[show abstract][hide abstract] ABSTRACT: IgG was traditionally thought to neutralize virions by blocking their attachment to or penetration into mucosal epithelial cells, a common site of exposure to viruses. However, we describe an intracellular neutralizing action for an influenza hemagglutinin-specific monoclonal antibody, Y8-10C2 (Y8), which has neutralizing activity only at an acidic pH. When Y8 was applied to the basolateral surface of Madin-Darby canine kidney cells expressing the rat neonatal Fc receptor for IgG (FcRn), it significantly reduced viral replication following apical exposure of the cell monolayer to influenza virus. Virus neutralization by Y8 mAb was dependent on FcRn expression and its transport of IgG. As both FcRn and Y8 mAb bind their partners only at acidic pH, the Y8 mAb is proposed to carry out its antiviral activity intracellularly. Furthermore, the virus, Y8 mAb, and FcRn colocalized within endosomes, possibly inhibiting the fusion of viral envelopes with endosomal membranes during primary uncoating, and preventing the accumulation of the neutralized viral nucleoprotein antigen in the nucleus. Prophylactic administration of Y8 mAb before viral challenge in WT mice, but not FcRn-KO mice, conferred protection from lethality, prevented weight loss, resulted in a significant reduction in pulmonary virus titers, and largely reduced virus-induced lung pathology. Thus, this study reveals an intracellular mechanism for viral neutralization in polarized epithelial cells that is dependent on FcRn-mediated transport of neutralizing IgG.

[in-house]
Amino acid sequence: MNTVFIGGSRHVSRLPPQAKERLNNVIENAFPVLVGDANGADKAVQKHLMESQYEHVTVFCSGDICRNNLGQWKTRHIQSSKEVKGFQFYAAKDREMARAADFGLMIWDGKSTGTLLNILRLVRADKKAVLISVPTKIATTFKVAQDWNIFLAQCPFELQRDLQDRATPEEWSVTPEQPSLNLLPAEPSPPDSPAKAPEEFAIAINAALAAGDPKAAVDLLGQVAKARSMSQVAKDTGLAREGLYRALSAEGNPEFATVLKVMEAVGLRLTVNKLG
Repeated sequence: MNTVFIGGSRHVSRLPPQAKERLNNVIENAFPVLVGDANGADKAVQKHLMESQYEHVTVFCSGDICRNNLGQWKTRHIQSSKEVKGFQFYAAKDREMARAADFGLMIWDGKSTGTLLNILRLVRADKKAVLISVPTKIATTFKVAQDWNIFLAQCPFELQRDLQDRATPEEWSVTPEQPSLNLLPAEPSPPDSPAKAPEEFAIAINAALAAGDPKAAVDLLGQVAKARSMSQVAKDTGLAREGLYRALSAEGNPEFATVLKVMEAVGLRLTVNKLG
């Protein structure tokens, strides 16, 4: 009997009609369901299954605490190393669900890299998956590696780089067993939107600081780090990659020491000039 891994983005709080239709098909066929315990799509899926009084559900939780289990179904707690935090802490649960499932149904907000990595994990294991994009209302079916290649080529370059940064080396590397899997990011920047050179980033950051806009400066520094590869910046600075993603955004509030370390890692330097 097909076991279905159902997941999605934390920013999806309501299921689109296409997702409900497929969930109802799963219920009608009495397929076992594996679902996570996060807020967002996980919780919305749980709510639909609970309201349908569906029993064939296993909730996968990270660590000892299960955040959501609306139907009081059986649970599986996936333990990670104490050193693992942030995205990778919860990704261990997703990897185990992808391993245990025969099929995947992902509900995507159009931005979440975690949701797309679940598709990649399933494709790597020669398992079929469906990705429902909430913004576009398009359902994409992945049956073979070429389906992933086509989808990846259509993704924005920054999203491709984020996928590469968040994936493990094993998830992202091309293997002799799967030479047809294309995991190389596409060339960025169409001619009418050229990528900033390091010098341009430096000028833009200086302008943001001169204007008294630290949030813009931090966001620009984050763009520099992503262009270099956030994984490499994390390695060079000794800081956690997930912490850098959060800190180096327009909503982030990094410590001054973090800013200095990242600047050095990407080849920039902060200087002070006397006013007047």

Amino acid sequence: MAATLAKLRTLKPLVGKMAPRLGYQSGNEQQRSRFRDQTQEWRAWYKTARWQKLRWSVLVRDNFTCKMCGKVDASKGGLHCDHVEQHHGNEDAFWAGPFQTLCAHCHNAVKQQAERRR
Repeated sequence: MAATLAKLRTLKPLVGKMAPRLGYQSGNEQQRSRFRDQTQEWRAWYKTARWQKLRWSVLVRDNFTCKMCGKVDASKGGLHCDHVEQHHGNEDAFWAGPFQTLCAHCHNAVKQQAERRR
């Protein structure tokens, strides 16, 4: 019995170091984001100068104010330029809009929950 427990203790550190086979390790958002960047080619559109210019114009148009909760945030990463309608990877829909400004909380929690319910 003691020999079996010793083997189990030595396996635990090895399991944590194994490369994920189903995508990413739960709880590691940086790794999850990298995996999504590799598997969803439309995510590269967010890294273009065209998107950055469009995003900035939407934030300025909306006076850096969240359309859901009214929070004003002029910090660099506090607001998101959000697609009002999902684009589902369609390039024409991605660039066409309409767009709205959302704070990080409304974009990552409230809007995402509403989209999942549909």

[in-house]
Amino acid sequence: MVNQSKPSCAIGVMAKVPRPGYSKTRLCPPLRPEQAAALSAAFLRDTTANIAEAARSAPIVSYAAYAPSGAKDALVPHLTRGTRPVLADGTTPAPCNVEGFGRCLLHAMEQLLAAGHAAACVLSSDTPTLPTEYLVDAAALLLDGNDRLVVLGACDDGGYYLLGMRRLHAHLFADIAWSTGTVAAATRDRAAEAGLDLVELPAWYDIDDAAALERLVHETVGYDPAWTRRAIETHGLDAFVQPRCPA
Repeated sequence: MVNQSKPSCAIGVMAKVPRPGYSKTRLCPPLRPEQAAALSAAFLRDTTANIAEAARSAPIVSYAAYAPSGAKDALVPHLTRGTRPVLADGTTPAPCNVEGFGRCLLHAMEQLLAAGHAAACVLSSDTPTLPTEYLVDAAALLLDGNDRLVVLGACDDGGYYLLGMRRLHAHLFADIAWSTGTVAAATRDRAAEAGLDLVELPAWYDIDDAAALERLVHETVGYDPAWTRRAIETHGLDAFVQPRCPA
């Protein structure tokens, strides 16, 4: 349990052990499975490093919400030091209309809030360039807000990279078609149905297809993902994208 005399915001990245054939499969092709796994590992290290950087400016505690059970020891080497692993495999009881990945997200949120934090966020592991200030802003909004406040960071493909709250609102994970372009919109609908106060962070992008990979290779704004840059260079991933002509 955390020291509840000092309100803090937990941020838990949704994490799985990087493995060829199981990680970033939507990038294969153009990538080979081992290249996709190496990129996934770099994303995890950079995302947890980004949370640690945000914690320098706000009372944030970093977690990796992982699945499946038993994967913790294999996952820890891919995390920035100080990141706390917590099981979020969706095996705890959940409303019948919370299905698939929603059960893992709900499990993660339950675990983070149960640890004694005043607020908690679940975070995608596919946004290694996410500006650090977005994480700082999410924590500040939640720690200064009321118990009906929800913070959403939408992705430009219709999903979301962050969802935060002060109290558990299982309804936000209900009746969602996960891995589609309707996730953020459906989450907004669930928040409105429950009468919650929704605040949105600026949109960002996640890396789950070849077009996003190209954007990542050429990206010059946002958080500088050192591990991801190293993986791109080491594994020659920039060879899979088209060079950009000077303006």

Proceedings of the National Academy of Sciences 11/2011; 108(45):18406-11. · 9.74 Impact Factor